The Hawaii FIT program roll-out will take place on all of the state's grids within six weeks. Hawaii joins Vermont, Washington, California, and Oregon in introducing statewide feed-in-tariffs. Under the Oregon plan passed just this year, feed-in-tariff applications for solar projects were submitted so quickly that 15 minutes after the program was opened, no more applications could be received.

By generating its own energy sources, Hawaii will become less dependent on foreign fossil fuels. The program is particularly necessary in a state where 90 percent of the energy it consumes are from imported petroleum. In addition, FIT can help reduce utility costs. Currently, Hawaiians pay among the nation’s highest prices for electricity and fuel: The state spends about $7 billion to meet its energy needs. Further, feed-in-tariffs will bring gains for Hawaiian energy businesses, placing them in a competitive global clean energy market. In fact, feed-in tariffs have played a role to develop Germany’s world-leading solar power industry.

As it stands, Hawaii’s FIT program covers renewable energy generators of up to 500 kW in size; the Utilities Commission is still working out the details of the FIT for larger renewable energy systems up to five megawatts. Some members of the solar industry have expressed concerns over the program’s unspecified grid interconnection costs (the fees an energy producer pays to distribute energy) and utilities’ ability to halt energy production; to address these concerns, the Utilities Commission is seeking to monitor the program and revise it to make it better.

As Voters and Candidates Attack Unfair Trade, A New Tool To Find Trade-Related Job Loss in Your Community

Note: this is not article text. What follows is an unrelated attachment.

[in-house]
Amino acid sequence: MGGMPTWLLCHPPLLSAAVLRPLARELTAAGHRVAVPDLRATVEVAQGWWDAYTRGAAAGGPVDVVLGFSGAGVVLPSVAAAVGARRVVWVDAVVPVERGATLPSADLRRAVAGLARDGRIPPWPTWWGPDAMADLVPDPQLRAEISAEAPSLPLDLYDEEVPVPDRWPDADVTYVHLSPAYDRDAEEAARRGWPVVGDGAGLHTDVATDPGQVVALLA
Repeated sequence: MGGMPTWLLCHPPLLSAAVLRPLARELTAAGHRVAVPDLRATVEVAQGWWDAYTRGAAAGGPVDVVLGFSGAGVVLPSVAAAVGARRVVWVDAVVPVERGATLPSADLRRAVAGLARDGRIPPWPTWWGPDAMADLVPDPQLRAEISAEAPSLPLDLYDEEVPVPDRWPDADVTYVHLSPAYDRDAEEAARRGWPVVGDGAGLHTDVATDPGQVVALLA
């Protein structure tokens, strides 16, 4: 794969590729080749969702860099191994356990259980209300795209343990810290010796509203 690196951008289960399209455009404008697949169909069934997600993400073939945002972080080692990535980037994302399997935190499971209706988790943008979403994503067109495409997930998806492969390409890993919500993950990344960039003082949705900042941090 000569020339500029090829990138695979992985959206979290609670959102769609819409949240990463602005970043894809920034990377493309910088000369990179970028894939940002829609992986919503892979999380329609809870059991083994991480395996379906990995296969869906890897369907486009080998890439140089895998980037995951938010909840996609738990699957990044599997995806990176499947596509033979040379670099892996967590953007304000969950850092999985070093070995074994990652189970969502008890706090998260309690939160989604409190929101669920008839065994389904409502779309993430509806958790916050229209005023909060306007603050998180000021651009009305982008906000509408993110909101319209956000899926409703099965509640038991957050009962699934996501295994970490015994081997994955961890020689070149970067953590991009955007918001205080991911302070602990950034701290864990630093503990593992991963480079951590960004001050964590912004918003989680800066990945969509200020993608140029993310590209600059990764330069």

Fair Trade Deals * Tim Judson

 

Voters’ worries about job off-shoring and “free trade” have become dominant themes this election season. The latest NBC News-Wall Street Journal poll found the impact of trade and outsourcing is one of the only issues on which Americans of different classes, occupations and political persuasions agree. Eighty-six percent said outsourcing of jobs by U.S. companies to low-wage foreign nations is a top cause of our economic woes - by far voters' top concern, with questions about deficits and health care costs well behind.

This is causing a striking disconnect for voters this election season. After years of witnessing massive trade-related job losses in their communities, voters are resistant to corporate messages promoting even more job-killing trade deals. This disconnect is nowhere more apparent than on the airwaves: off-shoring multinationals are exploiting the Citizens United ruling tofunnel contributions through domestic business groups for television and radio ads in support of pro-free-trade candidates, even as the need for domestic investment and job creation could not be greater.

There is a new resource to inform debates over job creation and for understanding the real effects of trade agreements on the state and local level. Through the new Trade Data Center created by Public Citizen, we now know that nearly 400,000 jobs have been lost as a result of bad trade policies since the recession began. And in many states, this off-shoring and outsourcing has been a significant contribution to unemployment and continues to hamper efforts to get people back to work - including in these states faring poorly in number of jobs lost:

  • Michigan - 52,247

  • Ohio - 31,583

  • North Carolina - 22,168

  • Texas - 14,437

  • Tennessee - 11,780

The Trade Data Center draws on extensive Freedom of Information Act (FOIA) requests to the U.S. Department of Labor (DOL), innovative computer algorithms, and detailed information about contracts and siting of corporate headquarters, to make the following information available for the first time:

  • Trade-related job loss data that is mapped and searchable by congressional district, county, metro area, state, company name and more, as certified by the Department of Labor;

  • Information about workers and companies that claimed trade-related job losses, but that were denied adjustment assistance by the DOL; and

  • A map of the operations of multinational corporations in the eight countries that are currently negotiating a Trans-Pacific Partnership (TPP) trade agreement. Members of Congress and the public have requested that the Obama administration not include controversial NAFTA-style investor rights in this agreement. This map gives a sense of the sheer quantity and geographic reach of corporations that would be able to use these rights to attack public interest regulations in the U.S. and abroad.

Research Roundup